Over the weekend of November 18 and 19, we attended the 2017 Philadelphia Marathon. There, we had the honor of cheering on our team of 35 runners as they participated in the various races on behalf of the Emily Whitehead Foundation.

This year, our runners raised over $34,000! In three years as an official charity partner in the Philadelphia Marathon, Team EWF has now raised over $121,000.

“Every team is special,” says Emily Whitehead Foundation board member and marathon coordinator Jodie Potter, “but as our participation with the charity program continues, the bond among team members gets stronger. I see the struggles that they overcome, and I see team members eager to help each other succeed.”

A few such team members were 10-year-old Jake, the youngest member of our team, 13-year-old Sophie, who finished first in her age group, and Sarah McCormick from Alaska, who joined the team just two weeks prior to race weekend and became the second highest fund raiser on this year's team.

On joining Team EWF, Sarah says, “I had never met a single soul on the team and yet it felt as if it took but mere minutes for people to welcome me with open arms. I shared a bit of my family’s story on the team’s Facebook page and the feedback and support and prayers and positive energy that I received was indescribable. Complete strangers were now running for [my niece] Sophia and for our family.”

“Everyone on the team has their own personal motivations for running,” says Jodie, “but we all have a common motivation to see an end to childhood cancer. I’m thankful for everyone who runs for EWF, and I try to make sure they know how much we appreciate their efforts.”

Looking ahead, Team EWF is currently assembling runners and preparing for participation in the Pittsburgh Marathon in May 2018. Runners can fundraise for EWF and run for free, or if they are already registered, can join the team and fundraise with no fundraising minimum.

Registration information for the 2018 Philadelphia Marathon will be announced through EWF social media when available.

To all 35 runners, our day of event volunteers, and those who supported our team in their fundraising efforts, we are incredibly thankful. Together, we are taking great strides toward activating the cure for all children fighting cancer!

Sarah's Story

In March 2014, at 7 years old, Sarah's youngest niece, Sophia, was diagnosed with pre-B cell acute lymphoblastic leukemia—a diagnosis that Sarah says left the family in shock and terror, and questioning how a vibrant, strong, perfectly healthy human could live for 7 beautiful years and all of a sudden be consumed by almost 100% cancer cells.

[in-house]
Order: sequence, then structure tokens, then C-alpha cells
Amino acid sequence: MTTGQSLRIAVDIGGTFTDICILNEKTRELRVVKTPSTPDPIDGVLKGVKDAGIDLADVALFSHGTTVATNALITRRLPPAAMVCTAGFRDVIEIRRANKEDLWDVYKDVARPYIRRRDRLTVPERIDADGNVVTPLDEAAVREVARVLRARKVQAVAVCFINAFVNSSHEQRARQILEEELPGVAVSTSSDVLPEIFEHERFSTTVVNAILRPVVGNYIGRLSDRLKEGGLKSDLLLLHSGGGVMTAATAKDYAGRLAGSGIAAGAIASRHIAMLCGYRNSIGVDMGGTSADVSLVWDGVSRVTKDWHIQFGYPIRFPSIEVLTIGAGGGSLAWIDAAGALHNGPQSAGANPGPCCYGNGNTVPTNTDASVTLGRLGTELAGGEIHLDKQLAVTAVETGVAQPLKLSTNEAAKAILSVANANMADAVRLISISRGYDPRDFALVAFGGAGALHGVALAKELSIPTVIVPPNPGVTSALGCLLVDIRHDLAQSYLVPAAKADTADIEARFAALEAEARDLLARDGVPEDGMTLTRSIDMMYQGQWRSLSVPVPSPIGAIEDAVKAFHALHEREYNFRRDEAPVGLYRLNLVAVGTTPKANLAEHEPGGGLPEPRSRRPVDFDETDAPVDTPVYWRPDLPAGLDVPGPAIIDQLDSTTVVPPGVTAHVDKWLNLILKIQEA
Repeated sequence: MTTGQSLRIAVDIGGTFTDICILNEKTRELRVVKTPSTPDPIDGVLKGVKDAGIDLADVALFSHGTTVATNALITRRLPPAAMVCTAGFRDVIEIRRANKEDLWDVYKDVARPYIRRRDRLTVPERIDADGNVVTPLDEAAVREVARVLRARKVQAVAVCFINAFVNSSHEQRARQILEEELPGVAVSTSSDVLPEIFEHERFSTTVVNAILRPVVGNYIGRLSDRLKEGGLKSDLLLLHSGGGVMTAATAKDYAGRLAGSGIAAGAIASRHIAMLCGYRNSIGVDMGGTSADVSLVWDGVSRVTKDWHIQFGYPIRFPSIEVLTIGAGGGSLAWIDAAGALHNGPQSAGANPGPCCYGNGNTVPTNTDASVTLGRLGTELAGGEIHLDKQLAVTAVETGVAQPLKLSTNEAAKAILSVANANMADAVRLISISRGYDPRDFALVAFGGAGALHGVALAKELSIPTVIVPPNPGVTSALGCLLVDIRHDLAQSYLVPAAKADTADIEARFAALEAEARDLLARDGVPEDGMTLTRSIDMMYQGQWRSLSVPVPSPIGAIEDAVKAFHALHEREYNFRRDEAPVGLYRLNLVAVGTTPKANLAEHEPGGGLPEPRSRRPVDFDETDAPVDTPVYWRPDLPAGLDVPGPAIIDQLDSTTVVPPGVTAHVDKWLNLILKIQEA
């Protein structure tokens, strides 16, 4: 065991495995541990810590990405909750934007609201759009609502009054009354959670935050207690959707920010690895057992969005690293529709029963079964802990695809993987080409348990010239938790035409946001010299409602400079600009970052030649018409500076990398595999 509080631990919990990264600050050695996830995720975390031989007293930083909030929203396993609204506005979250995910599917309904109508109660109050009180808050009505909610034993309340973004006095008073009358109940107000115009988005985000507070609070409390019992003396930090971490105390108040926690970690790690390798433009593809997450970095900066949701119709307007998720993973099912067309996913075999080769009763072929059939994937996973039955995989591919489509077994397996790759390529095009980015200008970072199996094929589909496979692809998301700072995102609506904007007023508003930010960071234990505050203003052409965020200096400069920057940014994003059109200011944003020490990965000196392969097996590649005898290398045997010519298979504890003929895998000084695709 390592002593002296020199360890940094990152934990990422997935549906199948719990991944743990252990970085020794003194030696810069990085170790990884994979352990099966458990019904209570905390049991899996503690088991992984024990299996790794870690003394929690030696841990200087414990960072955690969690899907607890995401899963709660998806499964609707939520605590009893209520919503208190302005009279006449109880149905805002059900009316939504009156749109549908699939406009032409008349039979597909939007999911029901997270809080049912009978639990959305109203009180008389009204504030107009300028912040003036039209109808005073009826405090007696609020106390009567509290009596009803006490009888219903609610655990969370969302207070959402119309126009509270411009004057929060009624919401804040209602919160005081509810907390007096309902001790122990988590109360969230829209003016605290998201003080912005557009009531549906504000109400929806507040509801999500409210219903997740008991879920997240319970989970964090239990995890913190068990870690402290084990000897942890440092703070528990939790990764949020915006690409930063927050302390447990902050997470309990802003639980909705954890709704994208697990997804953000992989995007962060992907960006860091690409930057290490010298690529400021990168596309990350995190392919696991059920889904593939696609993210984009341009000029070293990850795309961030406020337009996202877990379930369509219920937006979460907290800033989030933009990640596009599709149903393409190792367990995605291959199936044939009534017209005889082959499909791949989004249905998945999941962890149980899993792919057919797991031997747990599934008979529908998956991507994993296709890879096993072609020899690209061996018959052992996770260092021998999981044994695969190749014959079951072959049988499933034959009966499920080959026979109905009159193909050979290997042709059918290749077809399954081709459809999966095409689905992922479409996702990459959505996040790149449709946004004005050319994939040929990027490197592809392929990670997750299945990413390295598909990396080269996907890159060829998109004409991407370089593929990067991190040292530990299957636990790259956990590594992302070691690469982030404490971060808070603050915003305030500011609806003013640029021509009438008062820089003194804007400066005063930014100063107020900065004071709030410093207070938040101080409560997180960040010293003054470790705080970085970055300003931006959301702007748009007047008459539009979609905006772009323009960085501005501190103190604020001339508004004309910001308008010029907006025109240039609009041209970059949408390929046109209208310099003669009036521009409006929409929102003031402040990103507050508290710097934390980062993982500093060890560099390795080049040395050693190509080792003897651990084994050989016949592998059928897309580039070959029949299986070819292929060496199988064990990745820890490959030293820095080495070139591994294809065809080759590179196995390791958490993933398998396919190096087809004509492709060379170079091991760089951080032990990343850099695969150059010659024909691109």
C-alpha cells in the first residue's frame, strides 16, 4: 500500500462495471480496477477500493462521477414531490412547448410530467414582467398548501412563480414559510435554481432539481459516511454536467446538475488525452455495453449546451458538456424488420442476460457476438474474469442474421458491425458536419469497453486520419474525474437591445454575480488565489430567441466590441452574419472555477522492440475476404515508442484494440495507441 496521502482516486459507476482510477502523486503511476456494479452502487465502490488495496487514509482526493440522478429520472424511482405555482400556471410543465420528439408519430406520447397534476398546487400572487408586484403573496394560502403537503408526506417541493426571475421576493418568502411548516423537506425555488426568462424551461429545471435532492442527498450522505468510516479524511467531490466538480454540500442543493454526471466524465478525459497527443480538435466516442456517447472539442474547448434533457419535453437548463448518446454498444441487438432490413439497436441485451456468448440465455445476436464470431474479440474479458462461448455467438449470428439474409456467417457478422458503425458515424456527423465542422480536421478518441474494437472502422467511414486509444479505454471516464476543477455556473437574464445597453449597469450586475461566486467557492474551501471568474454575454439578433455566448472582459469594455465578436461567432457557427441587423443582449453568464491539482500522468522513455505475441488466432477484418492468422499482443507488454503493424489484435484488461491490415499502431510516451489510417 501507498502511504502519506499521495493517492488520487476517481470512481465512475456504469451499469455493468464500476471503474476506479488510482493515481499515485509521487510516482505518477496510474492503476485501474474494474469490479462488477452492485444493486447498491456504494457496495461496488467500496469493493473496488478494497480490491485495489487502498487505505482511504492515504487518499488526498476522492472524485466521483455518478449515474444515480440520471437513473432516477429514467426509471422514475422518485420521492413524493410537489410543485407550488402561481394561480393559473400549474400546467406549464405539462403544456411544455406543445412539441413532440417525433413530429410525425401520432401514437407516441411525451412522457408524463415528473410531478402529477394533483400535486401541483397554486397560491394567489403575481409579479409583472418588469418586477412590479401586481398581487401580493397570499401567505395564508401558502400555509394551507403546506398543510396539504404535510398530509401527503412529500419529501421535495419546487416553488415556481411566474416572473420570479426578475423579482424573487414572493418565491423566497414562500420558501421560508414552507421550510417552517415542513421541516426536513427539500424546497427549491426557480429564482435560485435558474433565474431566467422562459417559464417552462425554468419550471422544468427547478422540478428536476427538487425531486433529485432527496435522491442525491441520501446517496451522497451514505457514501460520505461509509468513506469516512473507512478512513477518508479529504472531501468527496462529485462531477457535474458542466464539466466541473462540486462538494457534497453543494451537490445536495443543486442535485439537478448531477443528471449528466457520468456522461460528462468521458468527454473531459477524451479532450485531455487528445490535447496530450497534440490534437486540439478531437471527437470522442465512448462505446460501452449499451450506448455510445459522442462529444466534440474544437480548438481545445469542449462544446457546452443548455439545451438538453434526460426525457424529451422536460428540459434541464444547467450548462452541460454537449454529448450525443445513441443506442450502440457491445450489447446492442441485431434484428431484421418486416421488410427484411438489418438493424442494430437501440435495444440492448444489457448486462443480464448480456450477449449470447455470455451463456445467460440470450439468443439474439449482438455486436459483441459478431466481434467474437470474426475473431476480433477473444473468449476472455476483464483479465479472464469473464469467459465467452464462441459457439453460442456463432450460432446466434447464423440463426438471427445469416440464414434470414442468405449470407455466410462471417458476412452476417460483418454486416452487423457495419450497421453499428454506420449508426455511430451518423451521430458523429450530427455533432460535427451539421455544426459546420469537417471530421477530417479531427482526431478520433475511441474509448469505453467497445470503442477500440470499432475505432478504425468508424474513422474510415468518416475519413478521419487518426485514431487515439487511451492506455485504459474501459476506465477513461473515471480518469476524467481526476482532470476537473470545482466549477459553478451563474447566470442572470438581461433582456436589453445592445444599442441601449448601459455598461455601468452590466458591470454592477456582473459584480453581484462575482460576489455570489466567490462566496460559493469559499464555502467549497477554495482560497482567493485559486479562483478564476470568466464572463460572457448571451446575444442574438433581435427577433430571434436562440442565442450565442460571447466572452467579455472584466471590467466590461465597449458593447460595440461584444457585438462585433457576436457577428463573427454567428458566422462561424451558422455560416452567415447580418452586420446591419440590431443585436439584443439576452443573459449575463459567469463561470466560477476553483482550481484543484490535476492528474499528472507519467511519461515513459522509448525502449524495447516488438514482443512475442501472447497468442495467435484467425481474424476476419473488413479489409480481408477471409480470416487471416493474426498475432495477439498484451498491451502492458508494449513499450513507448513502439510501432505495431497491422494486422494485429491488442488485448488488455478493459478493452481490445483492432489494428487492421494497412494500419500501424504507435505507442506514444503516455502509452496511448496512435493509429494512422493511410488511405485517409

Three years later, Sophia was in remission. When her cancer returned, too aggressive to respond to standard treatments, it was decided, that Sophia, her sister, and Sarah's sister and brother-in-law would leave emergently for Children's Hospital of Philadelphia (CHOP) in order to try and save her life. At the time of the marathon, Sophia was just over 2 months post CAR-T cell therapy and 100% free of cancer cells.

Looking forward to reuniting with her niece and family, Sarah made arrangements to travel to Philadelphia and celebrate with them at our Believe Ball on October 28. However, a few weeks prior to departure, Sarah, her husband, and son all fell victim to a highly contagious case of the stomach flu. Not wishing to compromise Sophia's still weak immune system, they rescheduled their trip for a weekend in November. When Sarah learned that the Emily Whitehead Foundation had a team participating in the Philadelphia Marathon that same weekend, she sought the opportunity as destiny.

"One of the things that stands out in my memory is going to the race feeling as though you are somewhat alone in your endeavor, that nobody else knows what it's like to experience what you've experienced and what a child in your family has experienced," says Sarah.

"Even though I know that is far from the truth, I remember having a moment where I realized that every shirt in front of me or to the right or to the left or behind me, had a name printed on it but that runner was running for. Almost every person out there was running for someone—a child, a parent, a loved one, someone gone, someone struggling, someone who has survived. It was both beautiful and overwhelming all at the same time. Cancer is everywhere and we have to do something about it. That's why everybody was out there that day."